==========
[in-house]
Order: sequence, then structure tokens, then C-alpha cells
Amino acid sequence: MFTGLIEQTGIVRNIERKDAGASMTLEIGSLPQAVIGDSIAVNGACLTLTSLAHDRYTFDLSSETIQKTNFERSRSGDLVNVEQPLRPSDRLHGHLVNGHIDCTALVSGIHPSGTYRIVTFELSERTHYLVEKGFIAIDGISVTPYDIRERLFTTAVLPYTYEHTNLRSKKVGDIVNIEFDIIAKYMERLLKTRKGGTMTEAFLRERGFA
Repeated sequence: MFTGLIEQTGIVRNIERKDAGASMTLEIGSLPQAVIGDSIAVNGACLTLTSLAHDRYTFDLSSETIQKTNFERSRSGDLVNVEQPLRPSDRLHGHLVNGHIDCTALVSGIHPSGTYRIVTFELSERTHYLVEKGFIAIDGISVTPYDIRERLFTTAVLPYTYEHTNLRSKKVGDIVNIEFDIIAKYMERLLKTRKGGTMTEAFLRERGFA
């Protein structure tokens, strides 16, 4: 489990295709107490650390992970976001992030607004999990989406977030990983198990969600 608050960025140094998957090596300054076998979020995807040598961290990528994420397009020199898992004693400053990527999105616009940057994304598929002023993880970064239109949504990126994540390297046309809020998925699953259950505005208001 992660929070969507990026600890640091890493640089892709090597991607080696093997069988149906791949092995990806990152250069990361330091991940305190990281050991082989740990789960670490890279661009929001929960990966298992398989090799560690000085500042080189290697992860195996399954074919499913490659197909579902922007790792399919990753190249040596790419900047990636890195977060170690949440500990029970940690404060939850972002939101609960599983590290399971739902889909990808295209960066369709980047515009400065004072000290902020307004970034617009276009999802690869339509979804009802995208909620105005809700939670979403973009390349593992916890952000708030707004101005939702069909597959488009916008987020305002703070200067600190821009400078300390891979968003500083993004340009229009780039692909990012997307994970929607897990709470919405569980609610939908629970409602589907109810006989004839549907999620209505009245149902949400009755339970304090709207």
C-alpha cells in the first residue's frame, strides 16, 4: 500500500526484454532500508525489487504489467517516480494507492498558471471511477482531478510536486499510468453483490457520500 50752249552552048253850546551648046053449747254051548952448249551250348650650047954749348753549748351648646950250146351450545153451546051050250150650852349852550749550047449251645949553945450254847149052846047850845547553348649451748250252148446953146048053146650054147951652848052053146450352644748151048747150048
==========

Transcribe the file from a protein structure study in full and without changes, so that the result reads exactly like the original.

[in-house]
Order: sequence, then structure tokens, then C-alpha cells
Amino acid sequence: MFTGLIEQTGIVRNIERKDAGASMTLEIGSLPQAVIGDSIAVNGACLTLTSLAHDRYTFDLSSETIQKTNFERSRSGDLVNVEQPLRPSDRLHGHLVNGHIDCTALVSGIHPSGTYRIVTFELSERTHYLVEKGFIAIDGISVTPYDIRERLFTTAVLPYTYEHTNLRSKKVGDIVNIEFDIIAKYMERLLKTRKGGTMTEAFLRERGFA
Repeated sequence: MFTGLIEQTGIVRNIERKDAGASMTLEIGSLPQAVIGDSIAVNGACLTLTSLAHDRYTFDLSSETIQKTNFERSRSGDLVNVEQPLRPSDRLHGHLVNGHIDCTALVSGIHPSGTYRIVTFELSERTHYLVEKGFIAIDGISVTPYDIRERLFTTAVLPYTYEHTNLRSKKVGDIVNIEFDIIAKYMERLLKTRKGGTMTEAFLRERGFA
């Protein structure tokens, strides 16, 4: 489990295709107490650390992970976001992030607004999990989406977030990983198990969600 608050960025140094998957090596300054076998979020995807040598961290990528994420397009020199898992004693400053990527999105616009940057994304598929002023993880970064239109949504990126994540390297046309809020998925699953259950505005208001 992660929070969507990026600890640091890493640089892709090597991607080696093997069988149906791949092995990806990152250069990361330091991940305190990281050991082989740990789960670490890279661009929001929960990966298992398989090799560690000085500042080189290697992860195996399954074919499913490659197909579902922007790792399919990753190249040596790419900047990636890195977060170690949440500990029970940690404060939850972002939101609960599983590290399971739902889909990808295209960066369709980047515009400065004072000290902020307004970034617009276009999802690869339509979804009802995208909620105005809700939670979403973009390349593992916890952000708030707004101005939702069909597959488009916008987020305002703070200067600190821009400078300390891979968003500083993004340009229009780039692909990012997307994970929607897990709470919405569980609610939908629970409602589907109810006989004839549907999620209505009245149902949400009755339970304090709207």
C-alpha cells in the first residue's frame, strides 16, 4: 500500500526484454532500508525489487504489467517516480494507492498558471471511477482531478510536486499510468453483490457520500 50752249552552048253850546551648046053449747254051548952448249551250348650650047954749348753549748351648646950250146351450545153451546051050250150650852349852550749550047449251645949553945450254847149052846047850845547553348649451748250252148446953146048053146650054147951652848052053146450352644748151048747150048